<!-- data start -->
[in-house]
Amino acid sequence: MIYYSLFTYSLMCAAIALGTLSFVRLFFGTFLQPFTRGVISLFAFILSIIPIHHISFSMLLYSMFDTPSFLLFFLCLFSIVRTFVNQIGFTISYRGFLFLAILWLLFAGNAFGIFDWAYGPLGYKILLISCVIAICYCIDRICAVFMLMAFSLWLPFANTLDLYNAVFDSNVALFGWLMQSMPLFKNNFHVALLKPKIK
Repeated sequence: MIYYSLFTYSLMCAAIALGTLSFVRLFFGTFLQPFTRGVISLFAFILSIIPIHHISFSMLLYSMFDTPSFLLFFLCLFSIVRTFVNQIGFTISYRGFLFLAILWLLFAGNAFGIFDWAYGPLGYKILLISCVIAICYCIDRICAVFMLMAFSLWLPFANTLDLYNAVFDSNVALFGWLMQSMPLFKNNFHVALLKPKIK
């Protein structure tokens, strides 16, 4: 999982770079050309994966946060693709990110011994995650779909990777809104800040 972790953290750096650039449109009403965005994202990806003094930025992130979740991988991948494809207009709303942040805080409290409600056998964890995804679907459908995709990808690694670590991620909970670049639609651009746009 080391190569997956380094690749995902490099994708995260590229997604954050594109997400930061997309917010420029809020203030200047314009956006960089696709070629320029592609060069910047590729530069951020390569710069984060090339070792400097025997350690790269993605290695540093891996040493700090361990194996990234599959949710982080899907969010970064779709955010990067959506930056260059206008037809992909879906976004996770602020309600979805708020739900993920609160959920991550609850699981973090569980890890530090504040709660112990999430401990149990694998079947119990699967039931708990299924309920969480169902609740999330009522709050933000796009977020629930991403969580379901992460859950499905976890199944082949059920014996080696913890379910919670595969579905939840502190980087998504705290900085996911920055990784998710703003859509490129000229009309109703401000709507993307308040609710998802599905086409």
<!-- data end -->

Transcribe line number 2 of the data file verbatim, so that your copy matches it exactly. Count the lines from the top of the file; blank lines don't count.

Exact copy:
Amino acid sequence: MIYYSLFTYSLMCAAIALGTLSFVRLFFGTFLQPFTRGVISLFAFILSIIPIHHISFSMLLYSMFDTPSFLLFFLCLFSIVRTFVNQIGFTISYRGFLFLAILWLLFAGNAFGIFDWAYGPLGYKILLISCVIAICYCIDRICAVFMLMAFSLWLPFANTLDLYNAVFDSNVALFGWLMQSMPLFKNNFHVALLKPKIK